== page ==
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akool@Kool.f.EUnet.de wrote on 3 Dec 1996:
Indirectly in isdnrep, yes -- as soon as you enter an alias for the decoded service types in your "isdnlog.conf" ...
For data privacy reasons, telephone numbers from the analog network are not transmitted unless the caller has explicitly allowed the Telekom to do so (costs nothing).
Those with an ISDN connection, on the other hand, must explicitly deny permission for the Telekom to transmit the number, or apply to be able to do this on a call-by-call basis (CLIR). Call-by-call denial is free; call-by-call transmission costs extra. However, it seems to be very difficult for the Telekom to configure this correctly on the first try. If you depend on the transmission of Caller ID, you should check closely that everything is configured correctly.
Yes, with calls from countries that don't view Caller ID quite as strictly as does Germany (e.g. USA, Canada).
That's right, there's one that is "User-Provided, not screened", and the other is "Network-Provided" (from the telephone company). As the name says, the first one is provided by the user, whereas the second one is transmitted by the network. Providing a caller ID is only possible for a PBX connected in Point-to-point configuration with the feature "CLIP no screening".
Because the ISDN card, like all ISDN device, has separate lines for
sending and receiving (RX and TX lines). Isdnlog has to read data
from the receiving line to learn the number dialed. This isn't possible,
at least for the Teles cards, as Karsten Keil
wrote on 12 Feb 1997:
This is the case for all cards with 1 Siemens ISAX; it has (and needs) only 1 sender and 1 receiver. Theoretically, it's possible to read the entire D channel with just one receiver (even with the ISAC); the D bits from the RX line are copied (somewhat delayed) to the TX line, over which the access control (collision recognition) of the SO bus takes place. Unfortunately with the ISAC it's not possible to read the echo bits in TA mode from a register.See the next questions for a possible solution.
There are several possibilities.
3 -- RX+ 2a ---------------\ ISDN 4 -- TX+ 1a -- open ------------ ISDN bus 5 -- TX- 1b -- open ------------ card 6 -- RX- 2b ---------------/Please note that this only works when the second card is an ISAC based cards (e.g. old Teles cards, Fritz! classic - please note that both are ISA cards, not PCI), since it requires a special bug/feature of that chip. All other cards, like IPAC based cards (e.g. ELSA QS1000pro) will not work in the role of a re-poled card. Please note that this will only work on the standard BRI interface, since for the more expensive PRI interface no card is available which can be used (PRI is a point-to-point connection anyway).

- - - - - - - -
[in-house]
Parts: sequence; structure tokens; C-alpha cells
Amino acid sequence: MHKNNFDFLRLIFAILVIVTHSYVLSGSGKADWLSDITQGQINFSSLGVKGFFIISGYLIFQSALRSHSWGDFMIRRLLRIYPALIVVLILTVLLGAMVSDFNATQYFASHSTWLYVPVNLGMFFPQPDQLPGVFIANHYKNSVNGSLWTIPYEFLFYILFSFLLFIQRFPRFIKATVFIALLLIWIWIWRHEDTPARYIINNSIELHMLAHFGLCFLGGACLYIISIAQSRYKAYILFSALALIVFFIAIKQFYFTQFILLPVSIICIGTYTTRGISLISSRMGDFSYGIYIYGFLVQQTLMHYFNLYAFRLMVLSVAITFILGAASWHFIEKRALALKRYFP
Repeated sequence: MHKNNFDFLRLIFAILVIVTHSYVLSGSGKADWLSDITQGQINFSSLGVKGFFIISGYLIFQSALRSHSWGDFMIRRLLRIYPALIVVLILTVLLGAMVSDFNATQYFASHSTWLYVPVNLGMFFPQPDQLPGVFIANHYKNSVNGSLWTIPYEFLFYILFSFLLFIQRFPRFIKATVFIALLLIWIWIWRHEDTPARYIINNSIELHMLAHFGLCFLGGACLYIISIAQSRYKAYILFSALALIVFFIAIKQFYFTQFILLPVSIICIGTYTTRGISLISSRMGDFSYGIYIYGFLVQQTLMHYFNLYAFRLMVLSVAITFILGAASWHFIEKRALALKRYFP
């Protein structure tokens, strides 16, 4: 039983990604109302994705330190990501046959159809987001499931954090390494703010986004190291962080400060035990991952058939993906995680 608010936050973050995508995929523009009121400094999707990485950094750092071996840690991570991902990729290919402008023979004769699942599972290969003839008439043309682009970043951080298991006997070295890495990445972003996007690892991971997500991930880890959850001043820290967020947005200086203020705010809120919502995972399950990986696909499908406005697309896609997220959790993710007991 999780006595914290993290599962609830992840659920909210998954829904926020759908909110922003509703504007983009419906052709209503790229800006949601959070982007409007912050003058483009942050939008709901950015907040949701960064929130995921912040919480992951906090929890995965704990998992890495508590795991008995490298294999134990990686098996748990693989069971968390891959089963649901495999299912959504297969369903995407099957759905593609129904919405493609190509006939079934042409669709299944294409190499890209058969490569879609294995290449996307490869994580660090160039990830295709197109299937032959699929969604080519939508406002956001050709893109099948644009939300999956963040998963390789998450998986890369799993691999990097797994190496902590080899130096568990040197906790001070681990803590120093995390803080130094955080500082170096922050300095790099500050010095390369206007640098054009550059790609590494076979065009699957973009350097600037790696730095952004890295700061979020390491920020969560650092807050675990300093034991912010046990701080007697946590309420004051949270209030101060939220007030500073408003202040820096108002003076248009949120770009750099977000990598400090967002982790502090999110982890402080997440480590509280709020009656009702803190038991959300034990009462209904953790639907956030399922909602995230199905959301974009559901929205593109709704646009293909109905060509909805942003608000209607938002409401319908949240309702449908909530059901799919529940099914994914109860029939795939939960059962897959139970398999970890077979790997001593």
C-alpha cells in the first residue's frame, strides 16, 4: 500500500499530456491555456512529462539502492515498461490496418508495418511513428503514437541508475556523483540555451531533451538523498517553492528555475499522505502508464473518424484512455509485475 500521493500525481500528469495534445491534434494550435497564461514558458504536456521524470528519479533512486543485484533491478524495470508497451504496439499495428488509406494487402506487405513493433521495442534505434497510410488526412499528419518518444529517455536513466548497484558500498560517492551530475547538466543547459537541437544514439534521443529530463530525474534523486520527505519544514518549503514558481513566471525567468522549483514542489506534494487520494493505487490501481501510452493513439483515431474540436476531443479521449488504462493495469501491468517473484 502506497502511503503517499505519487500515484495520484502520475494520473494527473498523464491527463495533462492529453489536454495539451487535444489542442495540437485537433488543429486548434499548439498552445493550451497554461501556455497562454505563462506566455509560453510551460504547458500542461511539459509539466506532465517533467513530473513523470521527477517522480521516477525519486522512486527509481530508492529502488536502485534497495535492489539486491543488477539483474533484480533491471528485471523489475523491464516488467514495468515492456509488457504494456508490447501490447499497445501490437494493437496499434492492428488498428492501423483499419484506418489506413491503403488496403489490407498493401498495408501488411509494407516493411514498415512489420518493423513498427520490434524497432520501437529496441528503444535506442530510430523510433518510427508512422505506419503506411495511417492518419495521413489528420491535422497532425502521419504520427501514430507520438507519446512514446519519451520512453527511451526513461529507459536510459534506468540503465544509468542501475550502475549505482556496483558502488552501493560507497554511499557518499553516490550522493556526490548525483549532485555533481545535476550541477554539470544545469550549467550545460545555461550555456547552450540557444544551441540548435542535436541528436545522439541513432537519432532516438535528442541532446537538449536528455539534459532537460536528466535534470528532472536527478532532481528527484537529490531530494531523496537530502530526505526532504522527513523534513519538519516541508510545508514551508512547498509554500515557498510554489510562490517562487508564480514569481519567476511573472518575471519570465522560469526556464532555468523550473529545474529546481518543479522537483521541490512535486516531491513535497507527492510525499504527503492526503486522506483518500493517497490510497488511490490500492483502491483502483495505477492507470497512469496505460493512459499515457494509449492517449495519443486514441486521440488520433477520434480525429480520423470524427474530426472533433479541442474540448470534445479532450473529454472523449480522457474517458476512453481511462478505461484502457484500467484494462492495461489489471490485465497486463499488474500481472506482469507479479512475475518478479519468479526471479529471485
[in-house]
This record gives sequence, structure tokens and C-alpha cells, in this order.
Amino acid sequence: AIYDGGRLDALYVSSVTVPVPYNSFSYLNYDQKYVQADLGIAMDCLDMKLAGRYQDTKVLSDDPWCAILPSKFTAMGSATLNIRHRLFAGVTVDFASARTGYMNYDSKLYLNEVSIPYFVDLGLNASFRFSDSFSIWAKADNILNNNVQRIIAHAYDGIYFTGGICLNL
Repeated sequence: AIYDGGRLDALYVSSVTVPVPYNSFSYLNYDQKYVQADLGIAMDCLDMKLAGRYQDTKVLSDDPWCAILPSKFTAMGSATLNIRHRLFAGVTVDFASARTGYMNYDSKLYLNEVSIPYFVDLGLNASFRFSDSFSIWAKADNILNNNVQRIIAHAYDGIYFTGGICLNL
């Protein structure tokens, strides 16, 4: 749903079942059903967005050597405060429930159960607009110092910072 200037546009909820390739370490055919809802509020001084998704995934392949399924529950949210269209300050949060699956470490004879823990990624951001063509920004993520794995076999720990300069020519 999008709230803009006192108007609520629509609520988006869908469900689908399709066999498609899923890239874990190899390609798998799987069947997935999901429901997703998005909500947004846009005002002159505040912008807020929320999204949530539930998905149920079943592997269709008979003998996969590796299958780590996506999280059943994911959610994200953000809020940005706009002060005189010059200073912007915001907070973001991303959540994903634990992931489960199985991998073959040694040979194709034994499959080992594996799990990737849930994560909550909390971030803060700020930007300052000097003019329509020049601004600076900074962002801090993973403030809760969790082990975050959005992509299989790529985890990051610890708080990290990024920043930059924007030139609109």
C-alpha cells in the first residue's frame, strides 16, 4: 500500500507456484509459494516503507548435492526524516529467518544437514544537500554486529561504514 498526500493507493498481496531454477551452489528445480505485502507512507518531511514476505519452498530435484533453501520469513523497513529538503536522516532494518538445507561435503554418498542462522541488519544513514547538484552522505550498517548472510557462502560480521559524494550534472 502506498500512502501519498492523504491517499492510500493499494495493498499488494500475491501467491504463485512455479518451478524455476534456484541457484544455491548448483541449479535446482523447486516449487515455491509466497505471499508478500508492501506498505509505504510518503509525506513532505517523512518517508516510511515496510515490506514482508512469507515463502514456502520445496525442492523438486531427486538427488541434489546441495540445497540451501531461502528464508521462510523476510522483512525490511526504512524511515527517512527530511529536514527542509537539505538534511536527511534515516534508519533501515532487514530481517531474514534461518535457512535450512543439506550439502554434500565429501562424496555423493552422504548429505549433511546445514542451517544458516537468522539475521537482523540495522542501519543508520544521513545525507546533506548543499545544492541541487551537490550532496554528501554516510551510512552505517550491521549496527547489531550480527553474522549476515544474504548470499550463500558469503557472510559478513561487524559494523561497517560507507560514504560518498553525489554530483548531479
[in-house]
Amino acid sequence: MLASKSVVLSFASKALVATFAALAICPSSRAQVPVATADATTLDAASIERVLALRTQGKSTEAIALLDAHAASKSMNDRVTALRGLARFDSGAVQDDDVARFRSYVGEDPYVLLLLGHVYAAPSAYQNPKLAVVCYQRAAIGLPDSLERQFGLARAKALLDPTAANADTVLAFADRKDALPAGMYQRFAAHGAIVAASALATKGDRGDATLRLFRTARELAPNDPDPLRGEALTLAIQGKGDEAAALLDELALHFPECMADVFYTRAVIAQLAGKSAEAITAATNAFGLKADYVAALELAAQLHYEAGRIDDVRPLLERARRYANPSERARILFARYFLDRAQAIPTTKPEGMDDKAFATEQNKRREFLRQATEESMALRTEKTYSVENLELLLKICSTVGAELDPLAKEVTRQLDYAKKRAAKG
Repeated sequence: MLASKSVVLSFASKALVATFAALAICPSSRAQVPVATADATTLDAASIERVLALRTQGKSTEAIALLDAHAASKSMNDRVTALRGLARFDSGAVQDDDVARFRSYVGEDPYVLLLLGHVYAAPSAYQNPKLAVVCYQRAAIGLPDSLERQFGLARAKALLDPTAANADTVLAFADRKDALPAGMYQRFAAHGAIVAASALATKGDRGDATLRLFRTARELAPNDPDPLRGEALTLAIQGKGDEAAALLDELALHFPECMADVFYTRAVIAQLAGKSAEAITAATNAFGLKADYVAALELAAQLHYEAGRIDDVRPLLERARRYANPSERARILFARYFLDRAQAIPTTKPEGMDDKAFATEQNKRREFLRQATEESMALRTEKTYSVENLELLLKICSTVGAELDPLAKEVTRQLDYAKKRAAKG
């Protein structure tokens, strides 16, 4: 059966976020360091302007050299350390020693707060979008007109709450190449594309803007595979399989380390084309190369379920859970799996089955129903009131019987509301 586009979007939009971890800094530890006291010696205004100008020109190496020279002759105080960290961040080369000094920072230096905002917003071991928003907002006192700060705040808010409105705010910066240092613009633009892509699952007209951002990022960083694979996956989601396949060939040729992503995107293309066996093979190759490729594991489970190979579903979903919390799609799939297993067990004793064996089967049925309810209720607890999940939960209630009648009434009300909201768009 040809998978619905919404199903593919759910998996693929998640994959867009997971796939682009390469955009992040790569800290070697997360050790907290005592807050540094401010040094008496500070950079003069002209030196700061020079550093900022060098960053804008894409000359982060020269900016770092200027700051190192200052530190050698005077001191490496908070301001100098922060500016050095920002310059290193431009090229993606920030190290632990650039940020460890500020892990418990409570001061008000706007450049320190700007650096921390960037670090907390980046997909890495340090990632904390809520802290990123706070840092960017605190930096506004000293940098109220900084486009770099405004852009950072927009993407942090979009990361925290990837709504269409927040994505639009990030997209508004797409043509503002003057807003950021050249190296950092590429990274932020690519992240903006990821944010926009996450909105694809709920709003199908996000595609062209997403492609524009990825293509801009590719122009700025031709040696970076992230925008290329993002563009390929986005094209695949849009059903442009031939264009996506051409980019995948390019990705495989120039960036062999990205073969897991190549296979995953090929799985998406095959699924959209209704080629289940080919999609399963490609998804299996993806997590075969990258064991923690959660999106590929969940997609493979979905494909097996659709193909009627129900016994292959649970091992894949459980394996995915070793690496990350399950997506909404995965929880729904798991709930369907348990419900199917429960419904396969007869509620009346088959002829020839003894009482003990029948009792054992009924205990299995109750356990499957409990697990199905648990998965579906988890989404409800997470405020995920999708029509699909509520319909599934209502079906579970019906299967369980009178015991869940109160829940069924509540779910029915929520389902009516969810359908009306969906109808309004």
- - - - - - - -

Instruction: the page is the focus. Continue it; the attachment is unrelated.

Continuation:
hisaxctrl <driver_id> 1 4 hisaxctrl <driver_id> 10 1 hisaxctrl <driver_id> 12 1
You can use "xisdnload". Clemens Perz
firstname.lastname@example.org on 6 Feb 1997 knew of another
On Sunsite I found a little tool for the console called netload, and apapted it for the ISDN interfaces. With it you can quite easily see the current traffic on the line. It can be found at:
Simply start with
The caller has most likely activated the (costly) feature CLIP (= Calling Line Identification Presentation, no screening), which means any telephone number can be transmitted. See the question "I've heard that actually two Caller IDs are transmitted?".
akool@Kool.f.EUnet.de wrote on 26 Jan 1997:
In any case, you can only fool software/PBXs that do not evaluate the screening indicator - isdnlog with version 2.52 shows both the correct *and* the faked telephone number. 'CLIP, no screening' was actually designed for transmitting internal company numbers in the public network.
Can't open output file '/dev/sound': Device or resource busy
Only one process at a time can access the sound device. You need an upper instance that coordinates access to the sound device. NAS (network audio system), and rplay can be used for this.
play anruf.au 2/dev/null). Why does ISDN tell me
Can't start '/usr/local/bin/play anruf.au 2/dev/null' with execvp()?
Because isdnlog is not a (Bourne) shell ;-) Isdnlog can only start real programs. Just write a little script for it and make it executable (chmod +x):
#!/bin/sh /usr/local/bin/play anruf.au 2/dev/null
This may happen when you start isdnlog with the options
-t2, then the time is synchronized with the digital
switching station. The screen saver thinks that more than x minutes have
passed, which causes a short blackout of the screen.
Please verify whether your setup complies with the restrictions given in the isdnlog man page:
Isdnlog only works with the HiSax isdn driver. Other cards with their own driver are not supported. Additionally you need to enable d-channel logging (you can use "hisaxctrl <DriverId> 1 4" to do that, e.g. "hisaxctrl line0 1 4"). Isdnlog can only log outgoing calls that originate from your isdn card, and incoming calls. To get information about outgoing calls from other isdn devices (e.g. telephones), you need a second Teles isdn card, with crossed lines. Such a card is not usable for communicating, but can log outgoing calls from any device.
See also question isdnlog_reversedcard for using two ISDN cards for logging.
First stop isdnlog (e.g. "killall isdnlog"), then run "cat /dev/isdnctrl0". When you trigger some activity on the isdn line (e.g. by initiating an incoming call) you should see lines starting with "HEX:" or "D2:" in the output of the cat command. If these lines are missing then check your configuration of the kernel drivers.
You have to rebuild isdnlog for this. You can find some instructions (in German) on: http://lists.suse.com/archive/suse-isdn/2005-May/0043.html.